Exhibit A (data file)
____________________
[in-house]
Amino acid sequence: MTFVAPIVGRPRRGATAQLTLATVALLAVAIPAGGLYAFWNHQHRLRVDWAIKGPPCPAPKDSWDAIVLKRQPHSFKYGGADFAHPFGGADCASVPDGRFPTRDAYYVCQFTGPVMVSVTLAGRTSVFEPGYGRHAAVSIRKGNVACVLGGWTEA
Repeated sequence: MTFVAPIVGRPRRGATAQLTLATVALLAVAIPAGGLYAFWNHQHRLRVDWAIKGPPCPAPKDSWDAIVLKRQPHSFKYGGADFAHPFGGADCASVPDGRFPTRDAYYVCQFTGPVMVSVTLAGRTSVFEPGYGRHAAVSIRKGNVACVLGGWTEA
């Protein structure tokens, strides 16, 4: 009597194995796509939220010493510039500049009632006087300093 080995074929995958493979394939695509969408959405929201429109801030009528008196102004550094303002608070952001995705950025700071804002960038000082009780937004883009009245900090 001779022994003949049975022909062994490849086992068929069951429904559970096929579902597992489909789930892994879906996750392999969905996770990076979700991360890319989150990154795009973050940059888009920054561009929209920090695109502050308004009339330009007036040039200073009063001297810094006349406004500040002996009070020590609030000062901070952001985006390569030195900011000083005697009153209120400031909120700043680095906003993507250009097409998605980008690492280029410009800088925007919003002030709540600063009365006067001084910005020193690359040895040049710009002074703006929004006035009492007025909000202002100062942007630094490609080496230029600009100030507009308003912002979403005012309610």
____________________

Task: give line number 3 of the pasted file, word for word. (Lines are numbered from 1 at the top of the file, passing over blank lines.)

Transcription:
Repeated sequence: MTFVAPIVGRPRRGATAQLTLATVALLAVAIPAGGLYAFWNHQHRLRVDWAIKGPPCPAPKDSWDAIVLKRQPHSFKYGGADFAHPFGGADCASVPDGRFPTRDAYYVCQFTGPVMVSVTLAGRTSVFEPGYGRHAAVSIRKGNVACVLGGWTEA